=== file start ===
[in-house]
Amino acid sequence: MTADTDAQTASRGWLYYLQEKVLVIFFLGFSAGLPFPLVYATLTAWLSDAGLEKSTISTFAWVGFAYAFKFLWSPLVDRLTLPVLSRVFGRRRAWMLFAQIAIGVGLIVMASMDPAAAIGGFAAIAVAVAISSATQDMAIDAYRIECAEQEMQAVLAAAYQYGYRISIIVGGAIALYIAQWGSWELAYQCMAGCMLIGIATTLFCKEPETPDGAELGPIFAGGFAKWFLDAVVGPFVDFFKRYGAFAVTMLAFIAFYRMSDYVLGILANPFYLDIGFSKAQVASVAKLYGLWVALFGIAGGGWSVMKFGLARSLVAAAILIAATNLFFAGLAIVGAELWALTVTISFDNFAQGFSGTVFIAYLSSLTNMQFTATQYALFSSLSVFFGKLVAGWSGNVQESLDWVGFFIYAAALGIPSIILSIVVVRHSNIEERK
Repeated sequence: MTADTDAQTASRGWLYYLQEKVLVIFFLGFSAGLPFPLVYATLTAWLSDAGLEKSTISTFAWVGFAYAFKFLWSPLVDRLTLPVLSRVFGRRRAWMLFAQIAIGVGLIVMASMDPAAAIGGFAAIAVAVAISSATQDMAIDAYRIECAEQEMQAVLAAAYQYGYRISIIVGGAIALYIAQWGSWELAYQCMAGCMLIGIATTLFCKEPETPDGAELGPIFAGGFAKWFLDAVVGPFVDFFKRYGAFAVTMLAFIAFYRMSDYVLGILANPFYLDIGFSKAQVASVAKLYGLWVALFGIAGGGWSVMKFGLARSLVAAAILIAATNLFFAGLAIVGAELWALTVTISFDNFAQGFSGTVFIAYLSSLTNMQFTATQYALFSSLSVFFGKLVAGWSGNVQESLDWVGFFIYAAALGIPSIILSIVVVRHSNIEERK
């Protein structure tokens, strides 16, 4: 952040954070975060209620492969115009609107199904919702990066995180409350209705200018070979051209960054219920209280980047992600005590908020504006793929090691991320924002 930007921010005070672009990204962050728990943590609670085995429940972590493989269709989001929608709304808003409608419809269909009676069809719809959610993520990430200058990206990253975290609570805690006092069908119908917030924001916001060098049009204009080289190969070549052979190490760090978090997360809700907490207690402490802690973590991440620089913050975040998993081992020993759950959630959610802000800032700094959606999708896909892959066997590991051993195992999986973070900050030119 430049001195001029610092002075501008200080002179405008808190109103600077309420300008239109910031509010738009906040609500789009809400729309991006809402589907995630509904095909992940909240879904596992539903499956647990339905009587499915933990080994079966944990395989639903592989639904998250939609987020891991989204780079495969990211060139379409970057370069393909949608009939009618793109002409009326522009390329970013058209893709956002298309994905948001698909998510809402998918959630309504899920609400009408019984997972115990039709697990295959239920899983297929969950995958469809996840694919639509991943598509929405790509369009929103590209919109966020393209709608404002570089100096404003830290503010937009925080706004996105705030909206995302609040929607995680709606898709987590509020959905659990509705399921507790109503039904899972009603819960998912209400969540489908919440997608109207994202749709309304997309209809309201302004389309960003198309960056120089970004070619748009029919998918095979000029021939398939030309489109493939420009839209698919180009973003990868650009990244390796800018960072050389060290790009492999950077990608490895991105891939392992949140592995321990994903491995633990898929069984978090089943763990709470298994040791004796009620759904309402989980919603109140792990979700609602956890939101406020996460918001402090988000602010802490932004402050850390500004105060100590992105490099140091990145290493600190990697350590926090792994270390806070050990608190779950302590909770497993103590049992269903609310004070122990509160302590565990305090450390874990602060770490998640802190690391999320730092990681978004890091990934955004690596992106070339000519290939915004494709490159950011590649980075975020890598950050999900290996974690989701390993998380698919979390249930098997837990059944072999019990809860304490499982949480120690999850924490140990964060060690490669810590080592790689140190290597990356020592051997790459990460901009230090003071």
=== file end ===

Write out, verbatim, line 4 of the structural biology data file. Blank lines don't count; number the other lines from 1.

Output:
């Protein structure tokens, strides 16, 4: 952040954070975060209620492969115009609107199904919702990066995180409350209705200018070979051209960054219920209280980047992600005590908020504006793929090691991320924002 930007921010005070672009990204962050728990943590609670085995429940972590493989269709989001929608709304808003409608419809269909009676069809719809959610993520990430200058990206990253975290609570805690006092069908119908917030924001916001060098049009204009080289190969070549052979190490760090978090997360809700907490207690402490802690973590991440620089913050975040998993081992020993759950959630959610802000800032700094959606999708896909892959066997590991051993195992999986973070900050030119 430049001195001029610092002075501008200080002179405008808190109103600077309420300008239109910031509010738009906040609500789009809400729309991006809402589907995630509904095909992940909240879904596992539903499956647990339905009587499915933990080994079966944990395989639903592989639904998250939609987020891991989204780079495969990211060139379409970057370069393909949608009939009618793109002409009326522009390329970013058209893709956002298309994905948001698909998510809402998918959630309504899920609400009408019984997972115990039709697990295959239920899983297929969950995958469809996840694919639509991943598509929405790509369009929103590209919109966020393209709608404002570089100096404003830290503010937009925080706004996105705030909206995302609040929607995680709606898709987590509020959905659990509705399921507790109503039904899972009603819960998912209400969540489908919440997608109207994202749709309304997309209809309201302004389309960003198309960056120089970004070619748009029919998918095979000029021939398939030309489109493939420009839209698919180009973003990868650009990244390796800018960072050389060290790009492999950077990608490895991105891939392992949140592995321990994903491995633990898929069984978090089943763990709470298994040791004796009620759904309402989980919603109140792990979700609602956890939101406020996460918001402090988000602010802490932004402050850390500004105060100590992105490099140091990145290493600190990697350590926090792994270390806070050990608190779950302590909770497993103590049992269903609310004070122990509160302590565990305090450390874990602060770490998640802190690391999320730092990681978004890091990934955004690596992106070339000519290939915004494709490159950011590649980075975020890598950050999900290996974690989701390993998380698919979390249930098997837990059944072999019990809860304490499982949480120690999850924490140990964060060690490669810590080592790689140190290597990356020592051997790459990460901009230090003071």